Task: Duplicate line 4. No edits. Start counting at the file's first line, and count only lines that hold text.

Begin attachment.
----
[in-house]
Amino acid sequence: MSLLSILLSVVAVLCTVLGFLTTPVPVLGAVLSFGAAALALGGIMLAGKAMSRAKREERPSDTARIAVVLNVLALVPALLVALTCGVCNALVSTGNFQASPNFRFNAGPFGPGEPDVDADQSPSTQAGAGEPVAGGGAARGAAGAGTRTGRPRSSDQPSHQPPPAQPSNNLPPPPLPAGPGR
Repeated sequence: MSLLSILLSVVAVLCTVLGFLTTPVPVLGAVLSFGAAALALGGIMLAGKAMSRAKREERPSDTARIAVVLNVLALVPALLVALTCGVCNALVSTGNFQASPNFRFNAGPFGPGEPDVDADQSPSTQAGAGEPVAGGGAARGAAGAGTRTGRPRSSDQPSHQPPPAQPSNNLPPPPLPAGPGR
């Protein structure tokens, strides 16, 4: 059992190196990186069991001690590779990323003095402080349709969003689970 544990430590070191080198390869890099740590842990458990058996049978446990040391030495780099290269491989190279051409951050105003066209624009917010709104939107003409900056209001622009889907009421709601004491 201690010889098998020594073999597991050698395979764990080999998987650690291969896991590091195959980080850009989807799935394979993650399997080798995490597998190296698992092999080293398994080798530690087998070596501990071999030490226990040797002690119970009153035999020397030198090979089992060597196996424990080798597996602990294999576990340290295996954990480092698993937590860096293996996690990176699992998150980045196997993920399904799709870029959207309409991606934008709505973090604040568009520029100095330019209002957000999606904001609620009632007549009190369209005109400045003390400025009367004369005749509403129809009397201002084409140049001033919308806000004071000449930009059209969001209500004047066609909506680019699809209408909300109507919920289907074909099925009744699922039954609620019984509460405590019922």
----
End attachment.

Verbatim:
């Protein structure tokens, strides 16, 4: 059992190196990186069991001690590779990323003095402080349709969003689970 544990430590070191080198390869890099740590842990458990058996049978446990040391030495780099290269491989190279051409951050105003066209624009917010709104939107003409900056209001622009889907009421709601004491 201690010889098998020594073999597991050698395979764990080999998987650690291969896991590091195959980080850009989807799935394979993650399997080798995490597998190296698992092999080293398994080798530690087998070596501990071999030490226990040797002690119970009153035999020397030198090979089992060597196996424990080798597996602990294999576990340290295996954990480092698993937590860096293996996690990176699992998150980045196997993920399904799709870029959207309409991606934008709505973090604040568009520029100095330019209002957000999606904001609620009632007549009190369209005109400045003390400025009367004369005749509403129809009397201002084409140049001033919308806000004071000449930009059209969001209500004047066609909506680019699809209408909300109507919920289907074909099925009744699922039954609620019984509460405590019922």